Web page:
Getting creative with leftovers sometimes can feel a bit droll and daunting. And having them for lunch the next day is often a repeat that comes way too fast. Especially if you're single and cooking for one, having lasagne for the fifth meal in a row becomes just not do-able. Recently I've been working a regular job- yes, the quintessential 9-5 American grind. Going to the local gourmet market for a $10 salad bar or a quart of soup, or the local take-out restaurant easily turns into a $15 daily adventure. Those who know me and have read my past (okay, maybe way past...) blog entries, you'll know that I've never balked at dropping $20 for lunch, or even $30; and for dinner, well, read my prior blog entries...
As I've gotten older, I've suddenly gotten a bit more conservative with my money, and unfortunately seem to have less of it rolling in (not something I had imagined happening by the way). Add retirement savings looming over my head, and that $10-15 for lunch, not to mention $3-5 morning coffee just isn't acceptable. Spending $100 per week just to get me back home safely every night - throw in a kombucha and a bottled water and, well, you see where this is heading. It seems a lot of what one would deem "disposable income" or better yet, put into that IRA, has become locked up in just getting me through my work week. Perhaps I'm late to the game, having worked in restaurants most of my life and getting free and discounted and made by mistake food. But now that I'm having to feed myself out of a very tightly squeezed wallet 3 meals a day, I'm not willing to let the cash flow out that easily. Some of you are probably rolling your eyes by now, "welcome to corporate America," - I suppose I'm a late bloomer.
Okay, back to my story about leftovers (and you thought I wouldn't be long-winded???)
We've all done the big beginning of the week shop, and for most of us, that shop would include one of those pre-roasted, ready to eat chickens. It is probably the best deal one can get. Even at Whole Foods one can buy a whole, organic free range chicken, fully roasted, for $14.99. Not organic, and it is $9.99. Get it at Costco, and it is $5.99. Seriously - try buying an organic, free range raw chicken and you are looking at $25 minimum. Not to mention the 1.5 hours of roasting time and you are ready for bed before it's done. Okay, I know, roasting a chicken at home your way: beer can style, or german ceramic roasting pan style, or some special barbeque technique; nothing surpasses that. But, having an already cooked $15 chicken piping hot off the spit from Whole Foods is nothing to sneeze at. (what? sneeze at???)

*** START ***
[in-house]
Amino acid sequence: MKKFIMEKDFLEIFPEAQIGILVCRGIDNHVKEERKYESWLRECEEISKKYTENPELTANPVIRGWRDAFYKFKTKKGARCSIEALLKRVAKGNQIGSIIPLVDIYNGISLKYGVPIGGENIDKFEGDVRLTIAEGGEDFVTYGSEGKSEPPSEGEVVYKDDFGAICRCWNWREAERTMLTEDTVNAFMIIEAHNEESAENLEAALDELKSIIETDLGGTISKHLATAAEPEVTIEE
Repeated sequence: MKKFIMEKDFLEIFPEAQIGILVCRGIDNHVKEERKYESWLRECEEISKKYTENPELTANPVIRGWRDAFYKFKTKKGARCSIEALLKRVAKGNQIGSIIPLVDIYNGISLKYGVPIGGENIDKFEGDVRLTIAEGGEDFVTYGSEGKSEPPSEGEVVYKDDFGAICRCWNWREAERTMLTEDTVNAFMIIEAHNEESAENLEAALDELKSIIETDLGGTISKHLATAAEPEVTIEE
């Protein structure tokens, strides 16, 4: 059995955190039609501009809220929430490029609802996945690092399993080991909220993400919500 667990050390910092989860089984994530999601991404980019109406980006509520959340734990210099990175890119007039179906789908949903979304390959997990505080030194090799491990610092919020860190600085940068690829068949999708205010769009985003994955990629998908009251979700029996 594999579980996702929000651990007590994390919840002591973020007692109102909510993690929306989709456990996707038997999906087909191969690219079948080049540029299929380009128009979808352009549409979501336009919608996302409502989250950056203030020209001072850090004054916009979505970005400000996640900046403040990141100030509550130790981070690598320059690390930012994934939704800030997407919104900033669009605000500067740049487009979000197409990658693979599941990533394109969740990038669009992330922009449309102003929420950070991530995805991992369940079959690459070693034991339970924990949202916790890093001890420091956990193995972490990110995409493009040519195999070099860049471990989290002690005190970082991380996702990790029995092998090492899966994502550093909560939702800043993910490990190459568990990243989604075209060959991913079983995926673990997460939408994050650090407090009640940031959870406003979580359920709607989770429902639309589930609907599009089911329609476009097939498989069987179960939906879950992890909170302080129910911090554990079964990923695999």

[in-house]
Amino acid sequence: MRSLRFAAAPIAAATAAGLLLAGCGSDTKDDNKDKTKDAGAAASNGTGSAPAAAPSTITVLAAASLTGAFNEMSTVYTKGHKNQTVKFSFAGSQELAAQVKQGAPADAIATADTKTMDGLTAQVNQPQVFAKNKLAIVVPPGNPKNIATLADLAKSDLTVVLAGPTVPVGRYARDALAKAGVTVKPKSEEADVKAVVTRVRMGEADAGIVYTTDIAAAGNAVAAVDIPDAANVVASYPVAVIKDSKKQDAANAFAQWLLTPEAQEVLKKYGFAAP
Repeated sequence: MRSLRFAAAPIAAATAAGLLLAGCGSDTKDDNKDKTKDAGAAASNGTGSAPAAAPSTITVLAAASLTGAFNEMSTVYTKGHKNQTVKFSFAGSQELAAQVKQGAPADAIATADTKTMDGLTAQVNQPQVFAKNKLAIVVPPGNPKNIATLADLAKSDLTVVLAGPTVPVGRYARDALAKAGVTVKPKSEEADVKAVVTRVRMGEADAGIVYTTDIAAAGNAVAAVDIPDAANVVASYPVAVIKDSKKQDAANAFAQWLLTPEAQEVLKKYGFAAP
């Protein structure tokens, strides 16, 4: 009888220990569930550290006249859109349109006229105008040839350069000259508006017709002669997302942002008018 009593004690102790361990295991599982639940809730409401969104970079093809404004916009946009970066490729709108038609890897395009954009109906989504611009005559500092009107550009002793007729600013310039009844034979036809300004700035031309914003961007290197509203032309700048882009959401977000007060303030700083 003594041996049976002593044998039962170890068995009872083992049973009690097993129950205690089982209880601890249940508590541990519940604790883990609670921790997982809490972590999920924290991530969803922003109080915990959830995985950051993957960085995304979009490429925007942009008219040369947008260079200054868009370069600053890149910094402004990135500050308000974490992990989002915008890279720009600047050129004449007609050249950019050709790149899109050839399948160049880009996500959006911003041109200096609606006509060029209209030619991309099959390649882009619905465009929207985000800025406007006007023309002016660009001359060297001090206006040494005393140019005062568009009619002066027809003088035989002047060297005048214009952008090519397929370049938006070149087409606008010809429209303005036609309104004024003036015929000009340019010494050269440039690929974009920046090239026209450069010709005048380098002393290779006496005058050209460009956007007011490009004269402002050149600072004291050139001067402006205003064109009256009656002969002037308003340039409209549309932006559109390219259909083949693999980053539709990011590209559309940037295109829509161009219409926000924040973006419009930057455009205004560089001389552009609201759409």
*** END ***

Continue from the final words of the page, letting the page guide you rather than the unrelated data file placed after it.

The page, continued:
God, get to the recipe already you ask! Okay, so yes, I'll scarf that leg right away while unloading groceries (or maybe even in the car!), but then I stick it in the fridge when I get home and feel like eating something else that night.
By the time I'm sick of roasted chicken for dinner, over half of it is left. Here's one way to breathe some life into the second half of that poor neglected little bird. Feel free to add other ingredients to make it more crunchy
Curry Chicken Salad (serves 2-4 depending on who's eating)
1/2 leftover chicken, taken off bone and cut into bite-sized cubes (keep that carcass for stock!)
1 green onion, chopped from white to top
2 small apples chopped into bite sized pieces - I prefer Fuji's or Braeburns but anything will work
2-3 T chopped cilantro
1/4 cup Mayonnaise - more or less depending on how dry you want it (Best Foods is my preference)
1/2 t salt to taste
2-4 T curry powder to taste (depending on the brand)
optional additions: chopped seedless grapes, raisins, red onion (instead of green), finely chopped cabbage, fried wonton noodles (add right before eating), celery etc.
Combine chicken, green onion, cilantro and apples (I keep the skin on everything because I like to do things fast and I don't mind chicken or apple skin).
Add mayonnaise, salt and curry powder. Depending on what you use, more or less curry powder will be needed. The S & B brand I use is mild and I may add up to 4 Tablespoons at times.
Combine well, taste and adjust curry and salt if needed. Bring to work in a separate container and sandwich it between romaine leaves and your favorite bread. Or, leave the bread off for a delicious low carb option.